Video | Business Headlines | Internet | Science | Scientific Ethics | Technology | Search


Exporting DNA crime-fighting expertise

ESR is exporting its DNA forensic expertise to Asia

Thailand has invested in a world leading New Zealand crime fighting system with the recent purchase of a DNA lab information management and databank system developed by ESR.

The system will manage the information needed to identify suspects or victims through matching of DNA extracted from crime scene samples. New Zealand's proven track record and expertise in DNA matching to solve crime including cases such as Theresa McCormack, clinched the deal. The Thai Central Institute of Forensic Science looked at systems in the US, UK and Australia before purchasing New Zealand's forensic laboratory systems.

ESR staff are working in Thailand this week helping set up the DNA laboratory. This will include a Laboratory Information Management System and the foundations for a sophisticated DNA database system.

Thai authorities plan to set up a National DNA database to hold the profiles of all prisoners and juvenile offenders completing their sentences. . The nation's forensic institute will start collecting the fingerprints and DNA of 25,000 prisoners who are to be given a Royal pardon in August this year on the Thai Queen's 72nd birthday

ESR's Jacob De Fainter said ESR was looking forward to working with the Thai Central Institute of Forensic Science in developing their DNA database capacity.

"This project follows on from crime scene investigation and science training provided in Thailand in 2003. ESR staff are quite excited about being able to help other countries improve their forensic systems. It is great to be able to blend the skills of forensic practitioners with IT to provide world-class products and services. Now that ESR's capabilities are getting known outside New Zealand, we expect to start several other projects in the next 12 months."

ESR has also provided training in DNA analysis to forensic laboratory staff in the Philippines and expects to provide further training in crime scene investigation and forensic laboratory techniques in Thailand as well as other countries.


© Scoop Media

Business Headlines | Sci-Tech Headlines


ScoopPro: Helping The Education Sector Get More Out Of Scoop

The ScoopPro professional license includes a suite of useful information tools for professional users of Scoop including some specifically for those in the education sector to make your Scoop experience better. More>>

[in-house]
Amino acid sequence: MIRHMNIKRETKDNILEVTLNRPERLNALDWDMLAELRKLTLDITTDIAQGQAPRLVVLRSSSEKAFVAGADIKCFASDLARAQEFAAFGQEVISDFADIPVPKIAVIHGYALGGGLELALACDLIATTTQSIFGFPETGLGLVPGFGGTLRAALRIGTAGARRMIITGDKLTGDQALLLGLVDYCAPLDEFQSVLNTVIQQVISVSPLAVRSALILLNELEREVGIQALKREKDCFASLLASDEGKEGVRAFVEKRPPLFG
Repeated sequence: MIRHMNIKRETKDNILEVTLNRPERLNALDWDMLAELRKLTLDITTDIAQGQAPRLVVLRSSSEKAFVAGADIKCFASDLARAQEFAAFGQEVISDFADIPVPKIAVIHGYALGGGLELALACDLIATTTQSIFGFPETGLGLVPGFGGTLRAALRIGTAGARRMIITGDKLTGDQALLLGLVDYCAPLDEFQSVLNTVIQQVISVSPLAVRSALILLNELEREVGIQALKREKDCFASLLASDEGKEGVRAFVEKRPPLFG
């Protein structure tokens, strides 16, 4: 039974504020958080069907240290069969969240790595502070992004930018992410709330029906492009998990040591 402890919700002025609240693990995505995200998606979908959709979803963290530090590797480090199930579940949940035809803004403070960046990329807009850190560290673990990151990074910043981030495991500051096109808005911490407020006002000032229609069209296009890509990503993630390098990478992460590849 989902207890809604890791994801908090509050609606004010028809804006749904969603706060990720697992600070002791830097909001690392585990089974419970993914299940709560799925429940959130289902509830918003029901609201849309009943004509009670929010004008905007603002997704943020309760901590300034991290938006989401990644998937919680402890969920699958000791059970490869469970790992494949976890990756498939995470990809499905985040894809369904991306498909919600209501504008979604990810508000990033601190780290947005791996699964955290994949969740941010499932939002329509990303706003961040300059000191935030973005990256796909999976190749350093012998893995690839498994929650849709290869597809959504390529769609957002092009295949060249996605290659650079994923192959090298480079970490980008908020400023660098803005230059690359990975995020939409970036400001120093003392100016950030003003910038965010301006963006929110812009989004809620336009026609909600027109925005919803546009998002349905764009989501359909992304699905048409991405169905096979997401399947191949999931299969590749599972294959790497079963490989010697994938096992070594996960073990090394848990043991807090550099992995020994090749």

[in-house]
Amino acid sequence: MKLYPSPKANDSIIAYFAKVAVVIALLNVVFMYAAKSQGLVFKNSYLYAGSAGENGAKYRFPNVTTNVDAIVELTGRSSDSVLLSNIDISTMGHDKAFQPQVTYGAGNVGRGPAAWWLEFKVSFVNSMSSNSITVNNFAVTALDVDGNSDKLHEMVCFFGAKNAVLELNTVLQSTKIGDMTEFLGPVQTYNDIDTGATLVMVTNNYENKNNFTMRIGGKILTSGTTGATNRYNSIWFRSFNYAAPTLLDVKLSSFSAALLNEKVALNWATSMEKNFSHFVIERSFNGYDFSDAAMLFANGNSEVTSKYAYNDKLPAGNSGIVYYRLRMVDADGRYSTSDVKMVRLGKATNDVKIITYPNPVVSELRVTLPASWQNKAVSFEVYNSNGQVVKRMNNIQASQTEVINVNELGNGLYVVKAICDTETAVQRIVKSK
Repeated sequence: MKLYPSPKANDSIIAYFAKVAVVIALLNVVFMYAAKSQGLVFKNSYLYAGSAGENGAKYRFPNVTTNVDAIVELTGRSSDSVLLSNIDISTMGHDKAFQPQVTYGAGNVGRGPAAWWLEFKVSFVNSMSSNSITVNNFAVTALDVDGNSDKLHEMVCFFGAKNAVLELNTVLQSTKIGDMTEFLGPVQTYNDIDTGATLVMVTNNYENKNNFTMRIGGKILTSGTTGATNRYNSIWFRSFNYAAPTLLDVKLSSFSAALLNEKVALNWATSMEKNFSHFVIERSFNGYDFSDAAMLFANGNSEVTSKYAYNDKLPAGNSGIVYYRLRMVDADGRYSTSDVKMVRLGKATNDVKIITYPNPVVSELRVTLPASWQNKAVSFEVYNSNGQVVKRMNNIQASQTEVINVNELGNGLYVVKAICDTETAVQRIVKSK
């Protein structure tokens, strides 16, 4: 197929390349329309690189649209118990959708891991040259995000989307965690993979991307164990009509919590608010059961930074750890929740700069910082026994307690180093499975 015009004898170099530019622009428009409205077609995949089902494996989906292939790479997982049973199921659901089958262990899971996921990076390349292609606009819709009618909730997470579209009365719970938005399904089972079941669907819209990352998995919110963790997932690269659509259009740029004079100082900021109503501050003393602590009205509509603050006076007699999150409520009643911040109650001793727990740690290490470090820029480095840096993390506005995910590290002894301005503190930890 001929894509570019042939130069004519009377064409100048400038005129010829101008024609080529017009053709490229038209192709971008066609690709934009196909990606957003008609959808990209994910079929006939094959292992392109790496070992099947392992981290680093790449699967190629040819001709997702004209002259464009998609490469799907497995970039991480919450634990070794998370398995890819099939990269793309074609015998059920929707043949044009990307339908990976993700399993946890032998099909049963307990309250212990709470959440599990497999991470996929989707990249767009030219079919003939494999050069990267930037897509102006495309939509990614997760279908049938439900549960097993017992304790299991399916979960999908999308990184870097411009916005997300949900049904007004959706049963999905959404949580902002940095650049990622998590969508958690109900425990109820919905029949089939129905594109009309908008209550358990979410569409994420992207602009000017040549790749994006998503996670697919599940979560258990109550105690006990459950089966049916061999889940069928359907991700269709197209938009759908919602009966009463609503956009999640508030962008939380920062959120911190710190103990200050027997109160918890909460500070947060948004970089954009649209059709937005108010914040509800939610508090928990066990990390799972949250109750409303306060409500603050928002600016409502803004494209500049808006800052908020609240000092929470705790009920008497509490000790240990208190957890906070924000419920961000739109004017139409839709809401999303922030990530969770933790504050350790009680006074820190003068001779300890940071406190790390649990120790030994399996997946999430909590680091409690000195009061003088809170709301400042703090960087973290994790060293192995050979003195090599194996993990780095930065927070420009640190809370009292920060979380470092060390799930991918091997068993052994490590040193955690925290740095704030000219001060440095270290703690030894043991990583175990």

Big Tax Bill Due: Destiny Church Charities Deregistered

The independent Charities Registration Board has decided to remove Destiny International Trust and Te Hahi o Nga Matamua Holdings Limited from the Charities Register on 20 December 2017 because of the charities’ persistent failure to meet their annual return obligations. More>>

57 Million Users' Data: Uber Breach "Utterly Preventatable"

Cybersecurity leader Centrify says the Uber data breach of 57 million customer and driver records - which the ride-hailing company hid for more than a year - was “utterly preventable”. More>>

Scoop 3.0: How You Can Help Scoop’s Evolution

We have big plans for 2018 as we look to expand our public interest journalism coverage, upgrade our publishing infrastructure and offer even more valuable business tools to commercial users of Scoop. More>>

Having A Cow? Dairy Product Prices Slide For Fourth Straight Auction

Dairy product prices fell at the Global Dairy Trade auction, retreating for the fourth straight auction amid signs of increased production... Whole milk powder fell 2.7 percent to US$2,778 a tonne. More>>


Statistics: Butter At Record $5.67/Block; High Vegetable Prices

Rising dairy prices have pushed food prices up 2.7 percent in the year to October 2017, Stats NZ said today. This followed a 3.0 percent increase in the year to September 2017. More>>


Science: New Research Finds Herbicides Cause Antibiotic Resistance

New University of Canterbury research confirms that the active ingredients of the commonly used herbicides, RoundUp, Kamba and 2,4-D (glyphosate, dicamba and 2,4-D, respectively), each alone cause antibiotic resistance at concentrations well below label application rates. More>>